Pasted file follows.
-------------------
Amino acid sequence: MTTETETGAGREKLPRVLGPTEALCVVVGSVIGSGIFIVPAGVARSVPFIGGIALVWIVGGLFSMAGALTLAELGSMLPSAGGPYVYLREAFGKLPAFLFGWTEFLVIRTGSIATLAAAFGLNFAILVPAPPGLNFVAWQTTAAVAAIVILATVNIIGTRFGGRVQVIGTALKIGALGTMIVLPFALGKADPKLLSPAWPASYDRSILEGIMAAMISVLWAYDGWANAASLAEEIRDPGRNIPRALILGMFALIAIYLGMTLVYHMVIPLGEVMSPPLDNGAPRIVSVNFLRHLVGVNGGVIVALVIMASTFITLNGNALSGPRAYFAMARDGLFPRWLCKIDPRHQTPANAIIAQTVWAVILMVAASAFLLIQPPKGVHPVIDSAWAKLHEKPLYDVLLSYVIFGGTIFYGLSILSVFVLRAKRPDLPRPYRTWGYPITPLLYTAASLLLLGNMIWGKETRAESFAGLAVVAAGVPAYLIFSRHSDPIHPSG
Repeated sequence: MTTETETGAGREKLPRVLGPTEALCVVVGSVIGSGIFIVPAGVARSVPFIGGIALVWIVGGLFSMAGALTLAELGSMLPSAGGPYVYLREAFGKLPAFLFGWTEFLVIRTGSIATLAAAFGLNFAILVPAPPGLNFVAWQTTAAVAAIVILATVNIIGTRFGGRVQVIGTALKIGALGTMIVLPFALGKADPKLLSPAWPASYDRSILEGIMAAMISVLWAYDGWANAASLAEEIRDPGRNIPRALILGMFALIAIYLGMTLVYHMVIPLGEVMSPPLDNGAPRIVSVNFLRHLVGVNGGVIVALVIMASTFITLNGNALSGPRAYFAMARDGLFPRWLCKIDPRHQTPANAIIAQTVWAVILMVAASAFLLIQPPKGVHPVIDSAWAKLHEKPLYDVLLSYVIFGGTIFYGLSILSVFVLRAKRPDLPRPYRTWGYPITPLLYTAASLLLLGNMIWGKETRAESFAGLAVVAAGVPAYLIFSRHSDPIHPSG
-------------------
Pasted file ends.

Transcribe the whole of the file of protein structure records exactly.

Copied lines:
Amino acid sequence: MTTETETGAGREKLPRVLGPTEALCVVVGSVIGSGIFIVPAGVARSVPFIGGIALVWIVGGLFSMAGALTLAELGSMLPSAGGPYVYLREAFGKLPAFLFGWTEFLVIRTGSIATLAAAFGLNFAILVPAPPGLNFVAWQTTAAVAAIVILATVNIIGTRFGGRVQVIGTALKIGALGTMIVLPFALGKADPKLLSPAWPASYDRSILEGIMAAMISVLWAYDGWANAASLAEEIRDPGRNIPRALILGMFALIAIYLGMTLVYHMVIPLGEVMSPPLDNGAPRIVSVNFLRHLVGVNGGVIVALVIMASTFITLNGNALSGPRAYFAMARDGLFPRWLCKIDPRHQTPANAIIAQTVWAVILMVAASAFLLIQPPKGVHPVIDSAWAKLHEKPLYDVLLSYVIFGGTIFYGLSILSVFVLRAKRPDLPRPYRTWGYPITPLLYTAASLLLLGNMIWGKETRAESFAGLAVVAAGVPAYLIFSRHSDPIHPSG
Repeated sequence: MTTETETGAGREKLPRVLGPTEALCVVVGSVIGSGIFIVPAGVARSVPFIGGIALVWIVGGLFSMAGALTLAELGSMLPSAGGPYVYLREAFGKLPAFLFGWTEFLVIRTGSIATLAAAFGLNFAILVPAPPGLNFVAWQTTAAVAAIVILATVNIIGTRFGGRVQVIGTALKIGALGTMIVLPFALGKADPKLLSPAWPASYDRSILEGIMAAMISVLWAYDGWANAASLAEEIRDPGRNIPRALILGMFALIAIYLGMTLVYHMVIPLGEVMSPPLDNGAPRIVSVNFLRHLVGVNGGVIVALVIMASTFITLNGNALSGPRAYFAMARDGLFPRWLCKIDPRHQTPANAIIAQTVWAVILMVAASAFLLIQPPKGVHPVIDSAWAKLHEKPLYDVLLSYVIFGGTIFYGLSILSVFVLRAKRPDLPRPYRTWGYPITPLLYTAASLLLLGNMIWGKETRAESFAGLAVVAAGVPAYLIFSRHSDPIHPSG